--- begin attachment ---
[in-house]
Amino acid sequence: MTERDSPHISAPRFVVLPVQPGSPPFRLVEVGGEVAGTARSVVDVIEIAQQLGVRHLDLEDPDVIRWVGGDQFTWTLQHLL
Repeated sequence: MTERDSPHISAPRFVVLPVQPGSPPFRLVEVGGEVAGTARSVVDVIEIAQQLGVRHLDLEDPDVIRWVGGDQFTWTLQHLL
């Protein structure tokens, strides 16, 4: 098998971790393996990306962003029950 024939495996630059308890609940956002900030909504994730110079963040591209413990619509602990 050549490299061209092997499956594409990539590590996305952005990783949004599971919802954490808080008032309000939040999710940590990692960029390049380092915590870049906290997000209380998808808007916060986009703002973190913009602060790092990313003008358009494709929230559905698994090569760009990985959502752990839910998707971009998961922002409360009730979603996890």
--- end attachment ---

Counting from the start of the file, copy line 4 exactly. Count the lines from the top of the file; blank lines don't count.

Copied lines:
């Protein structure tokens, strides 16, 4: 098998971790393996990306962003029950 024939495996630059308890609940956002900030909504994730110079963040591209413990619509602990 050549490299061209092997499956594409990539590590996305952005990783949004599971919802954490808080008032309000939040999710940590990692960029390049380092915590870049906290997000209380998808808007916060986009703002973190913009602060790092990313003008358009494709929230559905698994090569760009990985959502752990839910998707971009998961922002409360009730979603996890």